So why the hell haven’t Americans heard of him?

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Cutting a handsome figure: Sports team skylines

HongKong from above

Every city has a feel to it. Ah yes, the fountains of Rome, the smog monsters of Beijing, and the Ian Zeiring Chippendales posters of Vegas.1

Walking the streets of a city is the best way to get a sense of its ambiance — a person strolling through New Orleans’ French Quarter would never mistake their surroundings for the streets of Cairo.  But every city also has a larger visual identity, and a city’s skyline is the best way to get a sense of this broad aesthetic character.  Think of it as the shadow that each city casts on the wall while it awkwardly dances in candlelight in an 80’s teen movie.  The silhouette created by a city is partially determined by population and wealth and development prospects, of course, but it also reflects the image that the city wants to present.  The steady low rooftops of Washington, D.C., broken only by historical monuments and colossal political egos, cut a very different figure and send a very different message than the contempo towers of the Frankfurt skyline, which advertise the city’s status as one of Europe’s leading centers of finance and cocaine.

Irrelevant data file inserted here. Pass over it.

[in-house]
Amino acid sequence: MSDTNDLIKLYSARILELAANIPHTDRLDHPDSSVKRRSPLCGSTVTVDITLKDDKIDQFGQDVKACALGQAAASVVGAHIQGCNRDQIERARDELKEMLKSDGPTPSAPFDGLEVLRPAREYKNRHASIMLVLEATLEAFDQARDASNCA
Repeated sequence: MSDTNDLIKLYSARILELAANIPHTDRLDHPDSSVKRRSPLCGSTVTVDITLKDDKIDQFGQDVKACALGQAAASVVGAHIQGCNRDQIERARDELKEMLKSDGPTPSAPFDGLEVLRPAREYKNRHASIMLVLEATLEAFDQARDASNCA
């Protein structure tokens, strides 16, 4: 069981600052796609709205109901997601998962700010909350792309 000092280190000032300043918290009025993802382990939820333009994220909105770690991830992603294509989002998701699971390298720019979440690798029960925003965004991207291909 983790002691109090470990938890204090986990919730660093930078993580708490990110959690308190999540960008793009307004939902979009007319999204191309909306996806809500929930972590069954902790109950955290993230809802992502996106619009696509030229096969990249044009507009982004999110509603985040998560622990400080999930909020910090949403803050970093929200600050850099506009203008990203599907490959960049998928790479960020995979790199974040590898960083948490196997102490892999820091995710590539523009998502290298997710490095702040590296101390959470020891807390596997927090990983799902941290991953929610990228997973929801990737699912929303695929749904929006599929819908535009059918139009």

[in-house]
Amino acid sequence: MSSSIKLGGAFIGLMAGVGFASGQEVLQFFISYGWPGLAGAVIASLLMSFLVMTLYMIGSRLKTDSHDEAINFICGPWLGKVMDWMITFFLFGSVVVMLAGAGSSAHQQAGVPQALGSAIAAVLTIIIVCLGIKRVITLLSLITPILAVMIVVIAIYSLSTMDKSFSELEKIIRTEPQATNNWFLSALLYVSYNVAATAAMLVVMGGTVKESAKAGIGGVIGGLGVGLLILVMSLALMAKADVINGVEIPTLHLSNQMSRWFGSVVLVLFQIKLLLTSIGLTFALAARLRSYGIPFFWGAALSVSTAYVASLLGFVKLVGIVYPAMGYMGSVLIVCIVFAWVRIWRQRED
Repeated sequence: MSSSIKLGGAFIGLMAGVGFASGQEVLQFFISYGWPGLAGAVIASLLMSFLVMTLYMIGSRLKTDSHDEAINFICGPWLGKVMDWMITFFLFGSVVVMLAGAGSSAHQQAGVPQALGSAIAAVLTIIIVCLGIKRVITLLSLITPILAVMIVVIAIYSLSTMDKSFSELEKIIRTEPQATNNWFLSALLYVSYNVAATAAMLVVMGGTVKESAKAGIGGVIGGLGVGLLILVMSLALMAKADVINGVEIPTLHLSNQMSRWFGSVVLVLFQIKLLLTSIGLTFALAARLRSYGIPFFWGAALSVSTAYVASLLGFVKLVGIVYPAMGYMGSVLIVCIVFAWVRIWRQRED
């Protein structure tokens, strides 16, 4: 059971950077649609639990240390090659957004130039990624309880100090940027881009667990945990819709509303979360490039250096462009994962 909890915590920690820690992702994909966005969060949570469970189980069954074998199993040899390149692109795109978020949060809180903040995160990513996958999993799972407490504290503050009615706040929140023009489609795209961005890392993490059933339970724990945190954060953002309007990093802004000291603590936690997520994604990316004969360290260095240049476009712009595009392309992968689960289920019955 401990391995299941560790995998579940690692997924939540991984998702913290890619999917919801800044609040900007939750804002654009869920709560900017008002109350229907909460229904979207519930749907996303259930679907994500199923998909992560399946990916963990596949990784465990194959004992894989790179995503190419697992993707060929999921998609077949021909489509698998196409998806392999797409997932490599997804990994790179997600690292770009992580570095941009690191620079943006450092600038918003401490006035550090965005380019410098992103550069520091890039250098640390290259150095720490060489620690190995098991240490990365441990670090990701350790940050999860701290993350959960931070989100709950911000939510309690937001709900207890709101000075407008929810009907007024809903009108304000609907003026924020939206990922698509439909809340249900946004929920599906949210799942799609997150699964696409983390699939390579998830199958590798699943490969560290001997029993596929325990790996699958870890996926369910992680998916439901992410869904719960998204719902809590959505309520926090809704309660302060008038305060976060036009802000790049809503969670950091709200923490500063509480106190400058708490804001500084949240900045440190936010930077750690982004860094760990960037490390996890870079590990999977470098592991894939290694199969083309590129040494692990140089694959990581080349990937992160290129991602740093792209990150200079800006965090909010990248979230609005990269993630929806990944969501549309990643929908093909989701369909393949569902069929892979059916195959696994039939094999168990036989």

Likewise, every sports franchise has a history.  Some teams have short and forgettable histories, like the Charlotte Bobcats, who will be soon changing their name to the Hornets to begin that forgetting process as soon as possible.  Some have long and storied histories, like Real Madrid and the New York Yankees.  If you plotted a team’s success and identity over time, what would it look like? Continue reading

March Madness: The American Way

The NCAA Tournament is the most American of all sports institutions.  Yes, even more than NASCAR.

MarchMadness

Here in the U.S. of A., we are often very results oriented.  The process that leads to those results often gets forgotten or lost in the shuffle, or even disregarded in some systemic way.  For example, our presidential elections are decided by an abstruse system that officially turns a blind eye to a candidate who wins the popular vote if he or she loses the electoral college.  There’s a system in place that is used to determine a winner, and if someone else believes that it would have been more “fair” to crown a different winner, the system pays no mind to such beliefs.  This idea is never more true than in our sports leagues.

We are a playoffs country.  Continue reading